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L. Cui, Y.-Y. Tu, Z. Zhang, Y.-H. Guo, Y.-H. Guan, F. Xie, Q.-H. Guo

J Prev Alz Dis 2024;3(11):649-660

BACKGROUND: Subjective hearing loss (SHL) refers to an individual’s self-assessment of their hearing loss. The association and underlying mechanisms between SHL and cognitive impairment still necessitate elucidation. OBJECTIVES: To validate potential mechanisms between SHL and cognitive impairment. DESIGN: Cross-section. SETTING: Shanghai, China. PARTICIPANTS: A total of 2369 individuals from communities and the cognitive disorder clinic. MEASUREMENTS: All participants were subjected to a comprehensive neuropsychological assessment, encompassing the Hearing Handicap Inventory for the Elderly-Screening Version (HHIE-S). The participants’ brain β-amyloid (Aβ) deposition status, plasma biomarkers associated with Alzheimer’s disease (AD), and cardiovascular risk factors were also collected. RESULTS: In individuals with a heightened SHL, elevated HHIE-S score was linked to diminished cognitive and daily functioning as well as heightened levels of depressed mood. This correlation was observed in auditory memory performance but not in visual memory. The influence of SHL on cognitive function was mediated by depressed mood. SHL was associated with diabetes and smoking, whereas cognitive function was associated with hyperlipidemia and alcohol consumption. In individuals with positive brain Aβ deposition, SHL demonstrated associations with cognitive function independent of plasma Aβ42/40 ratio, P-tau181, neurofilament light chain, and APOE allele status. CONCLUSION: SHL has an independent effect on cognitive impairment. The findings do no provide evidence for the common cause mechanism. Instead, the findings support the presence of a cognitive resource mechanism and an impoverished environment mechanism, along with the potential for a pathological interaction mechanism.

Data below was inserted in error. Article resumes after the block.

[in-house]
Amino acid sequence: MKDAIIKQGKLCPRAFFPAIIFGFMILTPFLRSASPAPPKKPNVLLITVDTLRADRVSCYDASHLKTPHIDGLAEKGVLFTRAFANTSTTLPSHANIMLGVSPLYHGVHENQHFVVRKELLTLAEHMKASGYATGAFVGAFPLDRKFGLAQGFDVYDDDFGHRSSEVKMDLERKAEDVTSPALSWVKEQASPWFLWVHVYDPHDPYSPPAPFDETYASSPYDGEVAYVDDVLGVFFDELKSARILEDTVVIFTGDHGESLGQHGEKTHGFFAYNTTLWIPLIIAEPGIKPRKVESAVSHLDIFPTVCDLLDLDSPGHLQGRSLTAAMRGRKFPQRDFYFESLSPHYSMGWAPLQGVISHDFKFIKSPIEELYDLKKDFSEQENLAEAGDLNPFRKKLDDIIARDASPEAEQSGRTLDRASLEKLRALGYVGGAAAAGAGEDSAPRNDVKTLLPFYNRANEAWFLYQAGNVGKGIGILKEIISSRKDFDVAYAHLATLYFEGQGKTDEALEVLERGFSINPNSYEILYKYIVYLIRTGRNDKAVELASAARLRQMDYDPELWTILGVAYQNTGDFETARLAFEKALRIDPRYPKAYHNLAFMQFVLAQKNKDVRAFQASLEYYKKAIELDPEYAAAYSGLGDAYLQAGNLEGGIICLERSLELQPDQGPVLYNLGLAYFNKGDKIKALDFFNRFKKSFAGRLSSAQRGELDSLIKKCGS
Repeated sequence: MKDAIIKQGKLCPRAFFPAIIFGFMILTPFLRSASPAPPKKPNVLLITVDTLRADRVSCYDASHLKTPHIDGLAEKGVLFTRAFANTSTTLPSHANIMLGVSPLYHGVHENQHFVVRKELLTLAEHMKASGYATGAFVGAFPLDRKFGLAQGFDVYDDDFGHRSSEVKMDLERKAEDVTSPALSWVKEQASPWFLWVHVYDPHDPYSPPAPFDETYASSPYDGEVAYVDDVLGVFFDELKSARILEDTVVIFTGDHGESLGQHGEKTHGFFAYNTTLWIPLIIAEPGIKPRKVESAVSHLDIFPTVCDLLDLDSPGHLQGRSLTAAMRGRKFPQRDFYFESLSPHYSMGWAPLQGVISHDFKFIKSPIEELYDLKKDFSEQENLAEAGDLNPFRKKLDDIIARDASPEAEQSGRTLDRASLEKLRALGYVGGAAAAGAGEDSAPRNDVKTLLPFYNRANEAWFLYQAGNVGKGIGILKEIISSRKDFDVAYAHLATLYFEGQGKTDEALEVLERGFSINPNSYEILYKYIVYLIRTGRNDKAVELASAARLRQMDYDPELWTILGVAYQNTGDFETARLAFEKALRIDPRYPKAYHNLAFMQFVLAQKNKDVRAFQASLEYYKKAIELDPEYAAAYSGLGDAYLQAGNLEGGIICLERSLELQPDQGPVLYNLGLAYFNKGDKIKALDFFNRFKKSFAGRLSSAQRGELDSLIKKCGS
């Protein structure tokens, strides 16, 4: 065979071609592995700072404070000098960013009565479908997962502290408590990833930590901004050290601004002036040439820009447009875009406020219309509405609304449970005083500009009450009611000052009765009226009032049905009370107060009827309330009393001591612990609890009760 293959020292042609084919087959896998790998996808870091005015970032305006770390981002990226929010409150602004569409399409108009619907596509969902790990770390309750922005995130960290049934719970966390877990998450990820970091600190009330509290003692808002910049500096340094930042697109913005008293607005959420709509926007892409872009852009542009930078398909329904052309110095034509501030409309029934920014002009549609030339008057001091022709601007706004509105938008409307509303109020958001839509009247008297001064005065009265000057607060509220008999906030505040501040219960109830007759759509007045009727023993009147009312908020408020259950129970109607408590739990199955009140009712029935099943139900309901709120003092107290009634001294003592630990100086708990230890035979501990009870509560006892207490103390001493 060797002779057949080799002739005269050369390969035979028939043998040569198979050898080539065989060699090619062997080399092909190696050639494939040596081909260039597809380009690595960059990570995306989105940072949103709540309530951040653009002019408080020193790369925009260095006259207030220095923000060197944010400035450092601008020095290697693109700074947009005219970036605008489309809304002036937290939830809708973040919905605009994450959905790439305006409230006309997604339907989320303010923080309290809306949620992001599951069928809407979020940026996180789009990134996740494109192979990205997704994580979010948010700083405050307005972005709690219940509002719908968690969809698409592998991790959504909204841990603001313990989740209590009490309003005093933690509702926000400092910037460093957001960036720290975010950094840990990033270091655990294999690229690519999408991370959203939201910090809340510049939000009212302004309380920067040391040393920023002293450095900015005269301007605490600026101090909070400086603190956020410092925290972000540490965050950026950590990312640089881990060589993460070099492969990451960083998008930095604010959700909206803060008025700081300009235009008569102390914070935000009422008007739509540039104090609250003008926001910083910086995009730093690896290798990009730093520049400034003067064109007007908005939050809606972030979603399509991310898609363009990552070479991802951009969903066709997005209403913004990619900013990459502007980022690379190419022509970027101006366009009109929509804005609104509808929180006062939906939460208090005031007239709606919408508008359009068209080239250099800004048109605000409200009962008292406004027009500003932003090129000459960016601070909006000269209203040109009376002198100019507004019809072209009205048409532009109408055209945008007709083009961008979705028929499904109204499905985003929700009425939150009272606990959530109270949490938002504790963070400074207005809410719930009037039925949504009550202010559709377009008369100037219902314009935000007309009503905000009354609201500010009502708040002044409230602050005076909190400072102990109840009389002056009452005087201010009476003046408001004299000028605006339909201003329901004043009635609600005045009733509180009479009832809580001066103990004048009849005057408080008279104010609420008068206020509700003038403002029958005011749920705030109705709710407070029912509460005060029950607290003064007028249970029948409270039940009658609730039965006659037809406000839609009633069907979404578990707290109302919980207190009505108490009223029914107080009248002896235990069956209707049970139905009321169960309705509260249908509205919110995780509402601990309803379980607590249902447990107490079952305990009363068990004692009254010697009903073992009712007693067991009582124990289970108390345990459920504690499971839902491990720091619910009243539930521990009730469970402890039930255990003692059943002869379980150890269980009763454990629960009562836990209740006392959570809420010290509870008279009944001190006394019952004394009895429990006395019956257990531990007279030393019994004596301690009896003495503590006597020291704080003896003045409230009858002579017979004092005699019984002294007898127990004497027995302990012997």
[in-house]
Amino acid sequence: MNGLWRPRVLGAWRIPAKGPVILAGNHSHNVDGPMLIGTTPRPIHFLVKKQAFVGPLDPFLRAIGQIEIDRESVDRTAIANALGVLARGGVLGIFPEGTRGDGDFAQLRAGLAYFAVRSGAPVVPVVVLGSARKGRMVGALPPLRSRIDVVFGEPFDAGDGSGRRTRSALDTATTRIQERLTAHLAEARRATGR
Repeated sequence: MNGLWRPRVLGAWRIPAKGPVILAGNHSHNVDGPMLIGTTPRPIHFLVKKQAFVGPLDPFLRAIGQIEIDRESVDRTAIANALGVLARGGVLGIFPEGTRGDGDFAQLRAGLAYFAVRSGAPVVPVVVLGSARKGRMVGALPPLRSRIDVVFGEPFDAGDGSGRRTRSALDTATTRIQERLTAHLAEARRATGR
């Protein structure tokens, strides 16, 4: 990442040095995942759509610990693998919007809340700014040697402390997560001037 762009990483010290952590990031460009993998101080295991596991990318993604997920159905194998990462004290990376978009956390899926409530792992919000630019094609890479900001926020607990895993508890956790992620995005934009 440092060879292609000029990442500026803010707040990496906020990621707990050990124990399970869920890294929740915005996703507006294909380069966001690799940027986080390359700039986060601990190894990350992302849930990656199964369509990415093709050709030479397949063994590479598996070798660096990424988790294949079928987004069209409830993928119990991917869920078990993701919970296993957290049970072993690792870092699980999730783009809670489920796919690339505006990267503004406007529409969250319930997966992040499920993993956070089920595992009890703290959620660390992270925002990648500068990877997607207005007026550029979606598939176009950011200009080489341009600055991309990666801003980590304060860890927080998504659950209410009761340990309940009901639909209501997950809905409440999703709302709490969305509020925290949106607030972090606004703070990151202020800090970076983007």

L. Cui ; Y.-Y. Tu ; Z. Zhang ; Y.-H. Guo ; Y.-H. Guan ; F. Xie ; Q.-H. Guo (2024): Associations and Potential Multiple Mechanisms between Subjective Hearing Loss and Cognitive Impairment. The Journal of Prevention of Alzheimer’s Disease (JPAD).

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